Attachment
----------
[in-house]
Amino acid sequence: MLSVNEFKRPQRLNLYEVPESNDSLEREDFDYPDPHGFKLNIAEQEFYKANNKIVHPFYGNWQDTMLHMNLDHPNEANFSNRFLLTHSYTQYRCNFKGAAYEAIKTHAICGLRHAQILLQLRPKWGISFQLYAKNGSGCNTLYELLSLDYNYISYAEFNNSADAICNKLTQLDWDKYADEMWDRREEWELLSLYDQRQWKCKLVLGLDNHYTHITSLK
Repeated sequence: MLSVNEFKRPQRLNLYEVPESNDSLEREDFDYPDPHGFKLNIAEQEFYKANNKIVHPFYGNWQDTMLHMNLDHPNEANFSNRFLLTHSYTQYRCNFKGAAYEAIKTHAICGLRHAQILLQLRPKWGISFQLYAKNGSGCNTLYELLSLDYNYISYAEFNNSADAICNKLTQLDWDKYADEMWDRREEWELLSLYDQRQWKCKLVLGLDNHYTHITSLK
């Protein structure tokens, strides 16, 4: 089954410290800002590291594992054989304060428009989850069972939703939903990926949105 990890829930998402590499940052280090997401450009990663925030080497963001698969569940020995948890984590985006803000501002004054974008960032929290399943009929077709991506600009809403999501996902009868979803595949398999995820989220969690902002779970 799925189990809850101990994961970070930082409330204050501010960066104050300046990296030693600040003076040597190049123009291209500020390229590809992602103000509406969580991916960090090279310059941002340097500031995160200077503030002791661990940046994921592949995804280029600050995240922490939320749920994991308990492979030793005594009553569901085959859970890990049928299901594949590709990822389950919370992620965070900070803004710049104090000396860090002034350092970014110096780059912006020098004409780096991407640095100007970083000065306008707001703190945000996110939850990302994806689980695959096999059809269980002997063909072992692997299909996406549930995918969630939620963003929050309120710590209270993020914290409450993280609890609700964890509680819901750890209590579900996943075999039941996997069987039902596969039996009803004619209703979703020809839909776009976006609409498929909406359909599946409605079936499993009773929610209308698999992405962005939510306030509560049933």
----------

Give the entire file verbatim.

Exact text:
[in-house]
Amino acid sequence: MLSVNEFKRPQRLNLYEVPESNDSLEREDFDYPDPHGFKLNIAEQEFYKANNKIVHPFYGNWQDTMLHMNLDHPNEANFSNRFLLTHSYTQYRCNFKGAAYEAIKTHAICGLRHAQILLQLRPKWGISFQLYAKNGSGCNTLYELLSLDYNYISYAEFNNSADAICNKLTQLDWDKYADEMWDRREEWELLSLYDQRQWKCKLVLGLDNHYTHITSLK
Repeated sequence: MLSVNEFKRPQRLNLYEVPESNDSLEREDFDYPDPHGFKLNIAEQEFYKANNKIVHPFYGNWQDTMLHMNLDHPNEANFSNRFLLTHSYTQYRCNFKGAAYEAIKTHAICGLRHAQILLQLRPKWGISFQLYAKNGSGCNTLYELLSLDYNYISYAEFNNSADAICNKLTQLDWDKYADEMWDRREEWELLSLYDQRQWKCKLVLGLDNHYTHITSLK
């Protein structure tokens, strides 16, 4: 089954410290800002590291594992054989304060428009989850069972939703939903990926949105 990890829930998402590499940052280090997401450009990663925030080497963001698969569940020995948890984590985006803000501002004054974008960032929290399943009929077709991506600009809403999501996902009868979803595949398999995820989220969690902002779970 799925189990809850101990994961970070930082409330204050501010960066104050300046990296030693600040003076040597190049123009291209500020390229590809992602103000509406969580991916960090090279310059941002340097500031995160200077503030002791661990940046994921592949995804280029600050995240922490939320749920994991308990492979030793005594009553569901085959859970890990049928299901594949590709990822389950919370992620965070900070803004710049104090000396860090002034350092970014110096780059912006020098004409780096991407640095100007970083000065306008707001703190945000996110939850990302994806689980695959096999059809269980002997063909072992692997299909996406549930995918969630939620963003929050309120710590209270993020914290409450993280609890609700964890509680819901750890209590579900996943075999039941996997069987039902596969039996009803004619209703979703020809839909776009976006609409498929909406359909599946409605079936499993009773929610209308698999992405962005939510306030509560049933």